The Chronicle just posted an article on Big Data:
"Crowdsourcing is a natural solution to many of the problems that scientists are dealing with that involve massive amounts of data," says Haym Hirsh, director of the Division of Information and Intelligent Systems at the NSF. Findings have just grown too voluminous and complex for traditional methods, which consisted of storing numbers in spreadsheets to be read by one person, says Edward Lazowska, a computer scientist and director of the UW eScience Institute. So vast data-storage warehouses, accessible to many researchers, are going up in several scholarly fields to try to keep track of the wealth of information. Persuading scientists to fully embrace the age of big data, though, will require a change in academic reward structures to give new currency to papers with more authors than ever and to scientists who spend their careers crunching other peoples' numbers."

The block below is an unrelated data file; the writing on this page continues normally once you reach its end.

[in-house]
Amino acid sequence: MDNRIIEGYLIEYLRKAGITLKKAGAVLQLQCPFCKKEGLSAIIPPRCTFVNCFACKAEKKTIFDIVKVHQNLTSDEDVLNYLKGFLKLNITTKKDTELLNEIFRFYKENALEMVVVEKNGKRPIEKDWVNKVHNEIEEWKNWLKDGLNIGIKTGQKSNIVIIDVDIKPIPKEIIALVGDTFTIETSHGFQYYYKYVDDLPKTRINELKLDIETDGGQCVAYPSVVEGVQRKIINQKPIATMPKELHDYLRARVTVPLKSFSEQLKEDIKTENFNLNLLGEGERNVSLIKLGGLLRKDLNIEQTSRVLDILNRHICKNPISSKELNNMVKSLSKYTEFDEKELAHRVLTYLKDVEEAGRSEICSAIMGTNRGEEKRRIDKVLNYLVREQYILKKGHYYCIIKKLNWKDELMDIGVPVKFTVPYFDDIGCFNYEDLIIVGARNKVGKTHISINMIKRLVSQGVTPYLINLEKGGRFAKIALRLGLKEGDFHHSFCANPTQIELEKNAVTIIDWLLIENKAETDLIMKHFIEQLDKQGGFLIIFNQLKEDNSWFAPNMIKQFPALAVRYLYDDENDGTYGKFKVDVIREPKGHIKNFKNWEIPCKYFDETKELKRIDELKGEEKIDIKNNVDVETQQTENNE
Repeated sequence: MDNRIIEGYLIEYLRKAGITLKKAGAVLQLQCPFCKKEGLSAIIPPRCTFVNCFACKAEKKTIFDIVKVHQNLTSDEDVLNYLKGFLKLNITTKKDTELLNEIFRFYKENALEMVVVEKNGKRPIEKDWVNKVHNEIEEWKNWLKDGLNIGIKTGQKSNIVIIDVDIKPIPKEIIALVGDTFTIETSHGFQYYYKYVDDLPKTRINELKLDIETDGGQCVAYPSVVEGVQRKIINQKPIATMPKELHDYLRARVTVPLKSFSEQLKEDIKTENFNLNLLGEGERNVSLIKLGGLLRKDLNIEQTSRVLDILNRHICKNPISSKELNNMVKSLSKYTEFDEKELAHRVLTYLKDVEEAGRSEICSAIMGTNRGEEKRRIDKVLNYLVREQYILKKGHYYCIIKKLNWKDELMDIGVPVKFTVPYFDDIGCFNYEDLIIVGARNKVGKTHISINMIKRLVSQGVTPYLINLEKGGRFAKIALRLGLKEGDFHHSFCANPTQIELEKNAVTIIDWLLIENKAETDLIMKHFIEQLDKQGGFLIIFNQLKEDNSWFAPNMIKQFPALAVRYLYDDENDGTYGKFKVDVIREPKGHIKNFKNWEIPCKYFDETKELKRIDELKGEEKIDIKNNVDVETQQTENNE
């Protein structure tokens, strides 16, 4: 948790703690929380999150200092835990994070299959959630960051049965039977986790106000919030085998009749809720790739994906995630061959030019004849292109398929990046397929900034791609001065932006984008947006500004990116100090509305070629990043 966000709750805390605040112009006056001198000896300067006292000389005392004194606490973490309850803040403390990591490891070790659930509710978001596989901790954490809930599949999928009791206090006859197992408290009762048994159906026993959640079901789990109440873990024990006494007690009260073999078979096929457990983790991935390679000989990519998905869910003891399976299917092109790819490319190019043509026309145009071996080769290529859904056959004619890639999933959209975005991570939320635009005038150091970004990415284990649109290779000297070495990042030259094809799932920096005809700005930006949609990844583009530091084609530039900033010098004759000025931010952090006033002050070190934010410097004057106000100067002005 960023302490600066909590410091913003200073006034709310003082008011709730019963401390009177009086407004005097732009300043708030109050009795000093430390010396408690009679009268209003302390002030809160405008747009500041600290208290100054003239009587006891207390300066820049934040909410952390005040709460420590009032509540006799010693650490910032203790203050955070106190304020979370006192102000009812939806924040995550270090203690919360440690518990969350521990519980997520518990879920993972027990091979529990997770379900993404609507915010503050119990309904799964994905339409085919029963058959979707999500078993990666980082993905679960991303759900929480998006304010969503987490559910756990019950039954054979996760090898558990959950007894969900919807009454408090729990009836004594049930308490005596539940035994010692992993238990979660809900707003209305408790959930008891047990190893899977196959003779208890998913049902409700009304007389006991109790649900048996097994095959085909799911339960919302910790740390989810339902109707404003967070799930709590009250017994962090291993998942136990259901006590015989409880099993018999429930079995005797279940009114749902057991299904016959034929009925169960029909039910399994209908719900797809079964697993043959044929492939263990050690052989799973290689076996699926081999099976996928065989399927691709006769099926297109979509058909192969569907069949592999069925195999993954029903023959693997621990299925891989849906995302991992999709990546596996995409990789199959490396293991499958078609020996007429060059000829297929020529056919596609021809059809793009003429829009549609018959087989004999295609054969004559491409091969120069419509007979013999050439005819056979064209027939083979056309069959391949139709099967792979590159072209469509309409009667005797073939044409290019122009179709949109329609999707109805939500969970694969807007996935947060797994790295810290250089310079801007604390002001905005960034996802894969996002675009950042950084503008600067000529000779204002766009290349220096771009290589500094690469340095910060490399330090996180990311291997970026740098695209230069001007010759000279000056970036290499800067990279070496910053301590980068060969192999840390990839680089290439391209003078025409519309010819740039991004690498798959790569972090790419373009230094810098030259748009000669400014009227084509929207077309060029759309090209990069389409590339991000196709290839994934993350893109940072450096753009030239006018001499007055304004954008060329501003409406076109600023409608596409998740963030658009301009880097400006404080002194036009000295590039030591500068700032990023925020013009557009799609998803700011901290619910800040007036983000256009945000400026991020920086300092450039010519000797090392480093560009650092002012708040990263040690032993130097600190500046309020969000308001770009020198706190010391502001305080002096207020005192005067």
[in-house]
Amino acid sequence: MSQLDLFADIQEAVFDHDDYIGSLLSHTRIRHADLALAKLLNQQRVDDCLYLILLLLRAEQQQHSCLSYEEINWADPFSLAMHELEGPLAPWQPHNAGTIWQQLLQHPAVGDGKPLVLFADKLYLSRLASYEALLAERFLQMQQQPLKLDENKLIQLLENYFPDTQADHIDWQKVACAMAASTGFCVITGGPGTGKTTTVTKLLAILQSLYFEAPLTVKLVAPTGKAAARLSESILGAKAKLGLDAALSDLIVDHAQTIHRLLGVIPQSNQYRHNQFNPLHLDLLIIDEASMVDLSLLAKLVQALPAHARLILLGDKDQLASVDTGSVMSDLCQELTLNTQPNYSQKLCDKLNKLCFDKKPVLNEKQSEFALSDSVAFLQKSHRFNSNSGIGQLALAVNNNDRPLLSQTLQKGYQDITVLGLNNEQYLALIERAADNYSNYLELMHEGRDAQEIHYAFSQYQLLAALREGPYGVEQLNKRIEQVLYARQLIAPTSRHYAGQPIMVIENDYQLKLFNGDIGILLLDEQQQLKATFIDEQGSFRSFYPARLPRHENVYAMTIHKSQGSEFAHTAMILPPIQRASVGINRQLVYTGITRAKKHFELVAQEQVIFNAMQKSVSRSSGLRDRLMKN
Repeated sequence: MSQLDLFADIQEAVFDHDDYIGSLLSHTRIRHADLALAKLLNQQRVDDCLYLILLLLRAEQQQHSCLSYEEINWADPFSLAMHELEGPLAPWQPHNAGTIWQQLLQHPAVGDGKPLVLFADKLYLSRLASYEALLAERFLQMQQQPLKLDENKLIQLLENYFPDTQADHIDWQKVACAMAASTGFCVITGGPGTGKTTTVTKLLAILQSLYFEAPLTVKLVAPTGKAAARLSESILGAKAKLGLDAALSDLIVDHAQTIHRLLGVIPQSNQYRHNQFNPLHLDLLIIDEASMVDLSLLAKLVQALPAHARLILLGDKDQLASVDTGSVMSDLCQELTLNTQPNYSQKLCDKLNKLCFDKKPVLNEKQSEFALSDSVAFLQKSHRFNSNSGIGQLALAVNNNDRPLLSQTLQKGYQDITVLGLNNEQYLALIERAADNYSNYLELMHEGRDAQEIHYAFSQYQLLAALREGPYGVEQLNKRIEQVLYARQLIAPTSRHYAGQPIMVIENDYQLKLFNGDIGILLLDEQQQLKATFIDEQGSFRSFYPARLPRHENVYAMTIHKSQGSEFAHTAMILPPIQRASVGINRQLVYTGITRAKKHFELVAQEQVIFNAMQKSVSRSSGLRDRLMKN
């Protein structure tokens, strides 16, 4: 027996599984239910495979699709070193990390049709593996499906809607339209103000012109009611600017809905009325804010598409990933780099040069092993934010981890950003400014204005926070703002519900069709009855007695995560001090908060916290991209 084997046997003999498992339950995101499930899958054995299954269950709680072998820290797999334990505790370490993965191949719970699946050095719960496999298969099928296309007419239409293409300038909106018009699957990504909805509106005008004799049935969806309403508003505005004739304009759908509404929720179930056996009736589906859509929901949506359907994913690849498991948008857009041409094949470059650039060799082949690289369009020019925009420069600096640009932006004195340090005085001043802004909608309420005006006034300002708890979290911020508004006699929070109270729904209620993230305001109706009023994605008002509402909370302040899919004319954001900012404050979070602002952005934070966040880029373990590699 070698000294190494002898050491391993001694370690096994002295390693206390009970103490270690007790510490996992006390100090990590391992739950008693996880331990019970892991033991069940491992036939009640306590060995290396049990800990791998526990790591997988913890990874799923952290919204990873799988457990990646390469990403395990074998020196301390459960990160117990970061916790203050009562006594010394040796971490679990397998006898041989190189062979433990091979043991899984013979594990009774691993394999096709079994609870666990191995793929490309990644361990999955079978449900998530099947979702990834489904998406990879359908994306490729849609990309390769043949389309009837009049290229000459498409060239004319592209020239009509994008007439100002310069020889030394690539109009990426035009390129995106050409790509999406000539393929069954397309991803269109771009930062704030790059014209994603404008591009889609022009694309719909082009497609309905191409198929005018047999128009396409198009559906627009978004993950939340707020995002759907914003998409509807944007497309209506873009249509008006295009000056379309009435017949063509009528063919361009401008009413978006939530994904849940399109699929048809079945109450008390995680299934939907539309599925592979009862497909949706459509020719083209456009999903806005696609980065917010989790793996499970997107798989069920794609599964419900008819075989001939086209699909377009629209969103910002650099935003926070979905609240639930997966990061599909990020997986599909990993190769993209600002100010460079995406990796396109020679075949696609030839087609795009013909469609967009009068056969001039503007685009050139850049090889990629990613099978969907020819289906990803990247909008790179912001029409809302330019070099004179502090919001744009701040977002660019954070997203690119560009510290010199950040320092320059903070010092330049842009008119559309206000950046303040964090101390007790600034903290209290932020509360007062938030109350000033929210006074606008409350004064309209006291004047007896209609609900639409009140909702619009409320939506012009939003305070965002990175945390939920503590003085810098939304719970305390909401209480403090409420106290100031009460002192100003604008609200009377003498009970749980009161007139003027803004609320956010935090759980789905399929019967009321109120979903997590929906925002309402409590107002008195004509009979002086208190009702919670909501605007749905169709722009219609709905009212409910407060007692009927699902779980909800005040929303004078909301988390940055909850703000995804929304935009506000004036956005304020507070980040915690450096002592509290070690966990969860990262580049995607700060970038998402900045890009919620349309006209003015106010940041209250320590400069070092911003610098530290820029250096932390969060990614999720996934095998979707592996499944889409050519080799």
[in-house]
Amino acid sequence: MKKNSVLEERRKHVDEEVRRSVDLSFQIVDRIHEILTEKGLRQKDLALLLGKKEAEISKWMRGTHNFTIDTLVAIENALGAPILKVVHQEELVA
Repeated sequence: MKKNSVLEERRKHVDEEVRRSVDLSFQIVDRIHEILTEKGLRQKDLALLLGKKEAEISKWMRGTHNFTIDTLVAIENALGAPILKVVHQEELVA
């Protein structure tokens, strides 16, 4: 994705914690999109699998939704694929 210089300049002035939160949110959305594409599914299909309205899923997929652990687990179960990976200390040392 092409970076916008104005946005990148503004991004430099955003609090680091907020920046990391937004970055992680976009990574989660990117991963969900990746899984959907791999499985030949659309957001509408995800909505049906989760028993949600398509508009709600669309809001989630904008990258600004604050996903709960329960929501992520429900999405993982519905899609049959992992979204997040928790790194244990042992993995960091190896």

... and yet another:
"Data-diggers are gunning to debunk old claims based on 'anecdotal' evidence and answer once-impossible questions about the evolution of ideas, language, and culture. ... Google has changed the landscape. Pouring hundreds of millions into digitization, the company did in a few years what Mr. Unsworth believes would have taken libraries decades: It has digitized over 12M books in over 300 languages, more than 10% of all books ever printed.""[Yet] some worry that the lure of money and technology will increasingly push computation front and center. ... whether transferring the lab model to a discipline like literary studies really works. Trumpener is dubious. Twenty postdocs carrying out one person's vision? She fears an "academia on autopilot," generating lots of research "without necessarily sharp critical intelligences guiding every phase of it."